Asus' new AiMesh system lets you repurpose your existing Asus routers as part of a mesh network, potentially saving you lots of money since you won't have to replace your whole network with a bunch of new devices. The Verge reports: For now, the mesh support is coming to a few routers today in beta, including the ASUS RT-AC68U, RT-AC1900P, RT-AC86U, RT-AC5300, and the ROG Rapture GT-AC5300, with additional support planned for the RT-AC88U and RT-AC3100 later this year. The setup looks pretty simple, too. Once your main router is set up and updated to the latest firmware, just take your other routers that are going to be the mesh nodes, plug them in near the main router, and run a factory reset, after which they'll automatically pop up in the Asus Router app to add to your mesh.Read Replies (0)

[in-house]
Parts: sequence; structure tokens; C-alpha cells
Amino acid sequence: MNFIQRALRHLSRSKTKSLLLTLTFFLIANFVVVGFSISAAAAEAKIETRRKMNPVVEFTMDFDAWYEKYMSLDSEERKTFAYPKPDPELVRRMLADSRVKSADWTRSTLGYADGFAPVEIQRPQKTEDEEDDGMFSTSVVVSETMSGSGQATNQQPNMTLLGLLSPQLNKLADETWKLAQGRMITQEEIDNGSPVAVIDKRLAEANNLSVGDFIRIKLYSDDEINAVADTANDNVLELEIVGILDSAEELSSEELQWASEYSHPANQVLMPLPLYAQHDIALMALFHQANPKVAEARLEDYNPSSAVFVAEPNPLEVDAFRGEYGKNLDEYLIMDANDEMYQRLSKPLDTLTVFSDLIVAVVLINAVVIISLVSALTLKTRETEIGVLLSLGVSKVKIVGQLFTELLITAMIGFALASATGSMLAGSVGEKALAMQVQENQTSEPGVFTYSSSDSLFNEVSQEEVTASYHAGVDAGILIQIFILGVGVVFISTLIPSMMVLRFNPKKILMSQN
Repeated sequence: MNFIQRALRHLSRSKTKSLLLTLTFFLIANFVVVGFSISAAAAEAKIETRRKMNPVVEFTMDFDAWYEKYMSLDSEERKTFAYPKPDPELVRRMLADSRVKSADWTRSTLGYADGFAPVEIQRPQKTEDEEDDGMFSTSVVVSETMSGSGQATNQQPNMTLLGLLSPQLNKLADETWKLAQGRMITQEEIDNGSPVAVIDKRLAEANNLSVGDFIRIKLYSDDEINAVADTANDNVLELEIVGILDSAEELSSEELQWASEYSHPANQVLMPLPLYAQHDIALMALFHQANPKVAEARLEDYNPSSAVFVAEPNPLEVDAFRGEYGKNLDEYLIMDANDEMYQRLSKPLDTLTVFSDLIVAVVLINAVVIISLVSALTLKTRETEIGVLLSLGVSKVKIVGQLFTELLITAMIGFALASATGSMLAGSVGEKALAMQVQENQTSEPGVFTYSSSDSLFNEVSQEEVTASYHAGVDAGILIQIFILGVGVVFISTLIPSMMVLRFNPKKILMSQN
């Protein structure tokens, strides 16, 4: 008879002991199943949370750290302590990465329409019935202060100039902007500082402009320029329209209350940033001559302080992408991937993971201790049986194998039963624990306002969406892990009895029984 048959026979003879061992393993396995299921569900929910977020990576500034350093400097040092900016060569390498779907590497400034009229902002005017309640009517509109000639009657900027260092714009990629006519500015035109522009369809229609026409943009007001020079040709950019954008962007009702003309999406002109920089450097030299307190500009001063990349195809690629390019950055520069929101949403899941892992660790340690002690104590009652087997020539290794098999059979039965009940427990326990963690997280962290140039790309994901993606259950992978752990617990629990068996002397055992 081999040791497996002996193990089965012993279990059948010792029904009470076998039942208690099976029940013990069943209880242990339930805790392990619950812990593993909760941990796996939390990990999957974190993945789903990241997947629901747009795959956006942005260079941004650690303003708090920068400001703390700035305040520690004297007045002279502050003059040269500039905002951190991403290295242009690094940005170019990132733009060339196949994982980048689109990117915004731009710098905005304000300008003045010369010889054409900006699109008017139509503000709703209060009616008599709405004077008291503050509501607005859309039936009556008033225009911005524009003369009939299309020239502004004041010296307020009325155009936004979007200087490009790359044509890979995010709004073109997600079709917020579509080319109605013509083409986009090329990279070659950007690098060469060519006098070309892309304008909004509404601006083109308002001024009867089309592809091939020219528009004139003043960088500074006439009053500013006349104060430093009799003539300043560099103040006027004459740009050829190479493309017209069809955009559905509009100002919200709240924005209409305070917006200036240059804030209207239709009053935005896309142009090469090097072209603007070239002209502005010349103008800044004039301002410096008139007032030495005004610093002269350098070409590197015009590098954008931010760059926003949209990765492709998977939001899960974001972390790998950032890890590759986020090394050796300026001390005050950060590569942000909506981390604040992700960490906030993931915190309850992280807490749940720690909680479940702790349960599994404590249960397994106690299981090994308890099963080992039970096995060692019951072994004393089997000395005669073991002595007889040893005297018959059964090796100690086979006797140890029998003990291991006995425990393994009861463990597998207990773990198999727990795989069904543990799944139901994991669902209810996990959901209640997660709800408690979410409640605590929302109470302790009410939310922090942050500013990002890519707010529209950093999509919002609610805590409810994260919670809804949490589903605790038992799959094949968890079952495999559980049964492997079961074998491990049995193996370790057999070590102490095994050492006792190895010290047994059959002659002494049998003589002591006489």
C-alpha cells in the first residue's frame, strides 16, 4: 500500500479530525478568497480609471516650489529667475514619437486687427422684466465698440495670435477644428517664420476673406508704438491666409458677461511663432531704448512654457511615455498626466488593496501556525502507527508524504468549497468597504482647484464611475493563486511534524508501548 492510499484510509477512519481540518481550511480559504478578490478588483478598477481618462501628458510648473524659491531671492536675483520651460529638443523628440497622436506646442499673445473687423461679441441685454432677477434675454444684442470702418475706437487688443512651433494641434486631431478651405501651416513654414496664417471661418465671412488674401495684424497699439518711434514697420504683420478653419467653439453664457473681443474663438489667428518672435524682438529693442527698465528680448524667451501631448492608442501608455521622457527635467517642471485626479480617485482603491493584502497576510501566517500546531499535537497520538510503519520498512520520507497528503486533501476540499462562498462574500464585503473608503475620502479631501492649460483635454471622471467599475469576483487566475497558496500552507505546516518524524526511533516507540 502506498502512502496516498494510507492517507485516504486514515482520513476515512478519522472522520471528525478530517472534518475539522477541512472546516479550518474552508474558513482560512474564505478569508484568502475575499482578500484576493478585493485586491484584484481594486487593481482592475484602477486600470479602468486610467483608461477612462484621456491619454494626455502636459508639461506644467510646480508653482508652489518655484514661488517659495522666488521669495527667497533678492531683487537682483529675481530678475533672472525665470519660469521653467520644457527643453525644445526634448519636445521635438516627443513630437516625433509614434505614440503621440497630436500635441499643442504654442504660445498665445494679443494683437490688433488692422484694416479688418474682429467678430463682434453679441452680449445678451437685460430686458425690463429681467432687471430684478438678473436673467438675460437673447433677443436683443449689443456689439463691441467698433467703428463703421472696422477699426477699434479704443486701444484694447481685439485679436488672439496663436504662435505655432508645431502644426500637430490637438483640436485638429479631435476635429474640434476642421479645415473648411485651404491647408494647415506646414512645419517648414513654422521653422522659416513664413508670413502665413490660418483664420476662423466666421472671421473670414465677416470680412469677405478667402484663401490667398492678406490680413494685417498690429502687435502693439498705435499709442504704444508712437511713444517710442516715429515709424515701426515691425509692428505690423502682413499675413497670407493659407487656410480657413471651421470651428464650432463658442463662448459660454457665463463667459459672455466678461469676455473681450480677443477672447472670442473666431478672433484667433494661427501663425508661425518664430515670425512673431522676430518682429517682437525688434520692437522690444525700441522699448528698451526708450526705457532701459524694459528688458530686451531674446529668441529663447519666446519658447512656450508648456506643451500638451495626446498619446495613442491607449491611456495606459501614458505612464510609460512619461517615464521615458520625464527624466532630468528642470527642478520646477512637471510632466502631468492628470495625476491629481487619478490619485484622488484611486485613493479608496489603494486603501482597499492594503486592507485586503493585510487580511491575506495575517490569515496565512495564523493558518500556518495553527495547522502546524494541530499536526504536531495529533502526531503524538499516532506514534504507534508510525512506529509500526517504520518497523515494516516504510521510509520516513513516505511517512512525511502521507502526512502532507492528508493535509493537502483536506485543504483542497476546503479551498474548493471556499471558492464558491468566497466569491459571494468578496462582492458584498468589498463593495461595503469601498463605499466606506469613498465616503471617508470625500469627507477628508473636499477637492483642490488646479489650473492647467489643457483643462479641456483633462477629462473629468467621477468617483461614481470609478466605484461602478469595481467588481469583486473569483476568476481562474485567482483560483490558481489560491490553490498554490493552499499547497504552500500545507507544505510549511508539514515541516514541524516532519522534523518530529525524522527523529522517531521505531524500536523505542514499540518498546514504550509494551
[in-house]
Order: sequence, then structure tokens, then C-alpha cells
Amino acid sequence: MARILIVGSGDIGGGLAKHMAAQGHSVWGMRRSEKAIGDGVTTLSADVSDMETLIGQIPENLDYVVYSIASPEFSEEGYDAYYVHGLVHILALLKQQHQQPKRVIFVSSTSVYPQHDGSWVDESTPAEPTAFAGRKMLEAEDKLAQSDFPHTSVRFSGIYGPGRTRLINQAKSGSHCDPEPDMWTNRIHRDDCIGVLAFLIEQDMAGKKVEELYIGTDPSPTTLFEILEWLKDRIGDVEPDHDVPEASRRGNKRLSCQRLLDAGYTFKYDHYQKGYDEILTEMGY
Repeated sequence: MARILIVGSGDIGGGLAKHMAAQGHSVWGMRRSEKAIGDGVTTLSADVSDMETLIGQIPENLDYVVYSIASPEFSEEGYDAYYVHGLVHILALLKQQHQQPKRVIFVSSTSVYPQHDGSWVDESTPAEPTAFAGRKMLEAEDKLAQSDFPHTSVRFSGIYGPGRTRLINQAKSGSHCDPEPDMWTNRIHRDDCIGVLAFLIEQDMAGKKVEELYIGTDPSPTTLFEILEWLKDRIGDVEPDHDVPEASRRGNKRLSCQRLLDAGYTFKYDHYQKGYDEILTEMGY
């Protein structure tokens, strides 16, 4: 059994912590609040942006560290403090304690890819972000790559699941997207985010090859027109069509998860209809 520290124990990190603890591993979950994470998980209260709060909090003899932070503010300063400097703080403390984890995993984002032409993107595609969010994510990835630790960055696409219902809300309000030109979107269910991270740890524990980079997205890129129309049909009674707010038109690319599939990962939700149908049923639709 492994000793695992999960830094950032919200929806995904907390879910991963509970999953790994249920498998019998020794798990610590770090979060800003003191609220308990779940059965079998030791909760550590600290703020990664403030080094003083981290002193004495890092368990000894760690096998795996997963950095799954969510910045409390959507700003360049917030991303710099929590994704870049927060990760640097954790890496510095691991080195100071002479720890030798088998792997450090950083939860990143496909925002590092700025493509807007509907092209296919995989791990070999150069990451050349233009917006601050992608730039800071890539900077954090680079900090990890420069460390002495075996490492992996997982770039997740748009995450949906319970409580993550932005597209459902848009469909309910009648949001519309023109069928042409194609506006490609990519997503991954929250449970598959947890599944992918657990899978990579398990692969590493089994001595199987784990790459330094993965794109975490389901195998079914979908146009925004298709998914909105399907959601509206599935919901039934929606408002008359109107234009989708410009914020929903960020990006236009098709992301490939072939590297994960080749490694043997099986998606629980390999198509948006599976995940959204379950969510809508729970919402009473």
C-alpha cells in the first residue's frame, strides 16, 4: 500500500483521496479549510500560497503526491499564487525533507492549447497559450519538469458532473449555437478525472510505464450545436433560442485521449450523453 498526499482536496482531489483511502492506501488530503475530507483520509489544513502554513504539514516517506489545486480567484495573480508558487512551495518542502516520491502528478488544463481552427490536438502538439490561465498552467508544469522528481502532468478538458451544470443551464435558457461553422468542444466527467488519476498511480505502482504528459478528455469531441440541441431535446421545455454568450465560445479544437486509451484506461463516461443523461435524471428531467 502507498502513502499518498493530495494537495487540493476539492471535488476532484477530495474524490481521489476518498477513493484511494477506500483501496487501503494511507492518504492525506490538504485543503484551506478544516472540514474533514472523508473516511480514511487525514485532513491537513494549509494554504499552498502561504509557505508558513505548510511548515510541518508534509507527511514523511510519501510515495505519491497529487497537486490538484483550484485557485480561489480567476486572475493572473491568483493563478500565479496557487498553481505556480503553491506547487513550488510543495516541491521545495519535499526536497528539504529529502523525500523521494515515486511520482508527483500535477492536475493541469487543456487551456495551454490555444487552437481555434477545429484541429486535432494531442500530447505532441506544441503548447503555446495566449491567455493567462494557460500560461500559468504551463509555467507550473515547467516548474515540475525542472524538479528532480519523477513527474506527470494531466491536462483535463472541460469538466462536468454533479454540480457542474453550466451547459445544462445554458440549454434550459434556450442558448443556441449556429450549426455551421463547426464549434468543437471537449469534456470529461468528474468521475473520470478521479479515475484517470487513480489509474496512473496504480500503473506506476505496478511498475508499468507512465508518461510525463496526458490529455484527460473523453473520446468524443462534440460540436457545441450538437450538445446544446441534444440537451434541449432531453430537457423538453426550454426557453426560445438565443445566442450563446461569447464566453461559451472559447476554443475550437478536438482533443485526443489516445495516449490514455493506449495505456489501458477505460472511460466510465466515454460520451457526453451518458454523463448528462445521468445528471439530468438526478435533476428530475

By BeauHD from Slashdot's full-steam-ahead department
Last night, the city council in Fort Collins, Colorado, voted to move ahead with a municipal fiber broadband network providing gigabit speeds, two months after the cable industry failed to stop the project. Ars Technica reports: Last night's city council vote came after residents of Fort Collins approved a ballot question that authorized the city to build a broadband network. The ballot question, passed in November, didn't guarantee that the network would be built because city council approval was still required, but that hurdle is now cleared. Residents approved the ballot question despite an anti-municipal broadband lobbying campaign backed by groups funded by Comcast and CenturyLink. The Fort Collins City Council voted 7-0 to approve the broadband-related measures, a city government spokesperson confirmed to Ars today.